IT is not just speculation in the financial markets that makes prices and people’s lives go awry.
Mankind can be terribly inventive when it comes to making money.
The black market for organ transplants in China created international headlines when a teenager sold his kidney to buy an iPhone and iPad. This is evidence that people can resort to desperate measures to obtain money.
Take the case of masseurs offering extra services for just RM50 to RM150 more. They do not care if their actions will affect the image of other masseurs and that the word massage will increasingly take on a negative connotation.
How do we control this unfettered greed?
Governments, financial markets and supervisory authorities as well as the police are hot on the trail of fraudsters and excessive speculators.
They have scored a large measure of success in nabbing these errant ones.
But cases that pop up indicate that the problems are far from being over as fresh challenges arise.
A lot has to do with early childhood education and how older people conduct themselves as role models.
Peer influence is not to be under estimated. Parents and guardians must really make sure they know where and with whom the child is, petty as this idea may be.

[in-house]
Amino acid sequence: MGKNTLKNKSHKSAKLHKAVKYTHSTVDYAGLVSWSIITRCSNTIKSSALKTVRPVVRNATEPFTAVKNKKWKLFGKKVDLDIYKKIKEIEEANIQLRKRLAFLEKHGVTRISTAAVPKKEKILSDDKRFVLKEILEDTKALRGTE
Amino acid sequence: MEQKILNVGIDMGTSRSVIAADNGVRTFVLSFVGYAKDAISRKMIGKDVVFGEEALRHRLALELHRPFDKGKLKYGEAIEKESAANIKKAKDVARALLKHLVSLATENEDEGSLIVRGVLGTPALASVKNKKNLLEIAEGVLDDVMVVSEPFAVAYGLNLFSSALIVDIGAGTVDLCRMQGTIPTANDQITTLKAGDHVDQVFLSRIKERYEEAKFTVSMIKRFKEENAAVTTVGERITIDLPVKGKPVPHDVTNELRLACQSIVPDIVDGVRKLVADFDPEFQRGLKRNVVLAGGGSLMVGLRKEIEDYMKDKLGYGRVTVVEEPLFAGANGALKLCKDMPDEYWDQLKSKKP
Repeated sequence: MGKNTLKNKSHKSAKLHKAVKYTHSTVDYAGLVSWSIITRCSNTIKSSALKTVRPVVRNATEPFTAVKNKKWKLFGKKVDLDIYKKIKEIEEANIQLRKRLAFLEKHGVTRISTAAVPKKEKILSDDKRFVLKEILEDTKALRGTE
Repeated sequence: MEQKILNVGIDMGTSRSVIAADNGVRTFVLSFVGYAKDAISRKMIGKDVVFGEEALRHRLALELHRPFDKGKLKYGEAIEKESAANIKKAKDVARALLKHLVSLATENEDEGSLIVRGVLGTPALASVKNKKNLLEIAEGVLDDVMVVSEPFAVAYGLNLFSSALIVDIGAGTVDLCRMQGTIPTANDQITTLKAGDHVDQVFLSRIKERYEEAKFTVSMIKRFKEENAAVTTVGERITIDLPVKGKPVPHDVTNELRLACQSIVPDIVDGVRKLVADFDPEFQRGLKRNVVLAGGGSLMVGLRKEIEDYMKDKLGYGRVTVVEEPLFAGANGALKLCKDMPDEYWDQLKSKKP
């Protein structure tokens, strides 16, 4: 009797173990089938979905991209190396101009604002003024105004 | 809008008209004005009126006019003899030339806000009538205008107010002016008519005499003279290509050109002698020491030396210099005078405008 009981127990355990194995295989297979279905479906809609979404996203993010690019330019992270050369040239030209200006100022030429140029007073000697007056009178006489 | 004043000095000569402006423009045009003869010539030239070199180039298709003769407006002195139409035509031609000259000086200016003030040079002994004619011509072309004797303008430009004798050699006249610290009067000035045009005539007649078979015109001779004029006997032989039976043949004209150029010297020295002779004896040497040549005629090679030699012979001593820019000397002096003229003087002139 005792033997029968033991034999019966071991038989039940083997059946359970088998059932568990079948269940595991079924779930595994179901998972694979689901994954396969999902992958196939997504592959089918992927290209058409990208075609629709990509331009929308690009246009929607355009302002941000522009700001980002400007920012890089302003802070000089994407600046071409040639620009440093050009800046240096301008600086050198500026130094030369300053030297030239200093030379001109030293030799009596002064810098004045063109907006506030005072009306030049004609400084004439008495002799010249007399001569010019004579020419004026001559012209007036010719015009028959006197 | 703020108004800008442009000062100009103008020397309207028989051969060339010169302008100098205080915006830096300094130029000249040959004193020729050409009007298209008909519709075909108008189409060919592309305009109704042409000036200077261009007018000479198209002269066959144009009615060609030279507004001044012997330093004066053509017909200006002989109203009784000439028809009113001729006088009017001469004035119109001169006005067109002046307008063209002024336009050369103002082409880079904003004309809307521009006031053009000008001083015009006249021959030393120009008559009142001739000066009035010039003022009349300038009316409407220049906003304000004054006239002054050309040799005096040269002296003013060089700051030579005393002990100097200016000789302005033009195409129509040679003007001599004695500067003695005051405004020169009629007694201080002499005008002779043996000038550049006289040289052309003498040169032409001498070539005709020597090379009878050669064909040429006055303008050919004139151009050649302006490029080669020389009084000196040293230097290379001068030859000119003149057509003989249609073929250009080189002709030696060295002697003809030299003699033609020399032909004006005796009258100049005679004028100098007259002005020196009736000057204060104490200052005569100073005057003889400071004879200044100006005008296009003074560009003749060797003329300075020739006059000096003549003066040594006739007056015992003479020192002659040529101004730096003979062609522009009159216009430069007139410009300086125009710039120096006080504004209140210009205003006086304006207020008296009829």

Values are learned at home, in school, during extra-curricular activities and even at the workplace.
Good teachers, instructors, bosses and leaders will always make it a point to inculcate the right values.
We always hope for and work towards making the world a better place, which in the words of president Barack Obama should be “peaceful, prosperous and more just,” at his speech as the first US president to address the British houses of parliament at Westminster hall in London, last month.
·Associate editor Yap Leng Kuen knows that people are not perfect but those who knowingly take advantage of others should not be excused.